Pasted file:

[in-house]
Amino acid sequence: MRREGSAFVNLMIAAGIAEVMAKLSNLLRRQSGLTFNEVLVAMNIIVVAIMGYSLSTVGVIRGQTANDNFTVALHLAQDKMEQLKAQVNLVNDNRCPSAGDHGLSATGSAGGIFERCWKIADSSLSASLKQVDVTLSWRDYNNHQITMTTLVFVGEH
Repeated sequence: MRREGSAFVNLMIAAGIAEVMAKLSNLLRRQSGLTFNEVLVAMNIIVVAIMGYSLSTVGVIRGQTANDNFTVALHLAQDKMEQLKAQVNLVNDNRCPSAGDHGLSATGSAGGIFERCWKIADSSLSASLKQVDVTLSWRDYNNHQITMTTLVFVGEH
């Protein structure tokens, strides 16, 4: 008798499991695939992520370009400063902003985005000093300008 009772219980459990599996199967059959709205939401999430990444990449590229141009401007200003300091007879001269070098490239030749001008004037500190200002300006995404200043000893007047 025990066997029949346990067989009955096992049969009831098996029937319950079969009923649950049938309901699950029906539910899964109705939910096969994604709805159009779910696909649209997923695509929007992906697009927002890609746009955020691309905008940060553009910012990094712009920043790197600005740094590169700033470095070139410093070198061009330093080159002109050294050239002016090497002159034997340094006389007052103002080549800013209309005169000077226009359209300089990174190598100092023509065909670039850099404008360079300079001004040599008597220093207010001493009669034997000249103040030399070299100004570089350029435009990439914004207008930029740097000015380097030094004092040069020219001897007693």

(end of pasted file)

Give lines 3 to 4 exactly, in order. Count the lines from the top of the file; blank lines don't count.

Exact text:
Repeated sequence: MRREGSAFVNLMIAAGIAEVMAKLSNLLRRQSGLTFNEVLVAMNIIVVAIMGYSLSTVGVIRGQTANDNFTVALHLAQDKMEQLKAQVNLVNDNRCPSAGDHGLSATGSAGGIFERCWKIADSSLSASLKQVDVTLSWRDYNNHQITMTTLVFVGEH
């Protein structure tokens, strides 16, 4: 008798499991695939992520370009400063902003985005000093300008 009772219980459990599996199967059959709205939401999430990444990449590229141009401007200003300091007879001269070098490239030749001008004037500190200002300006995404200043000893007047 025990066997029949346990067989009955096992049969009831098996029937319950079969009923649950049938309901699950029906539910899964109705939910096969994604709805159009779910696909649209997923695509929007992906697009927002890609746009955020691309905008940060553009910012990094712009920043790197600005740094590169700033470095070139410093070198061009330093080159002109050294050239002016090497002159034997340094006389007052103002080549800013209309005169000077226009359209300089990174190598100092023509065909670039850099404008360079300079001004040599008597220093207010001493009669034997000249103040030399070299100004570089350029435009990439914004207008930029740097000015380097030094004092040069020219001897007693």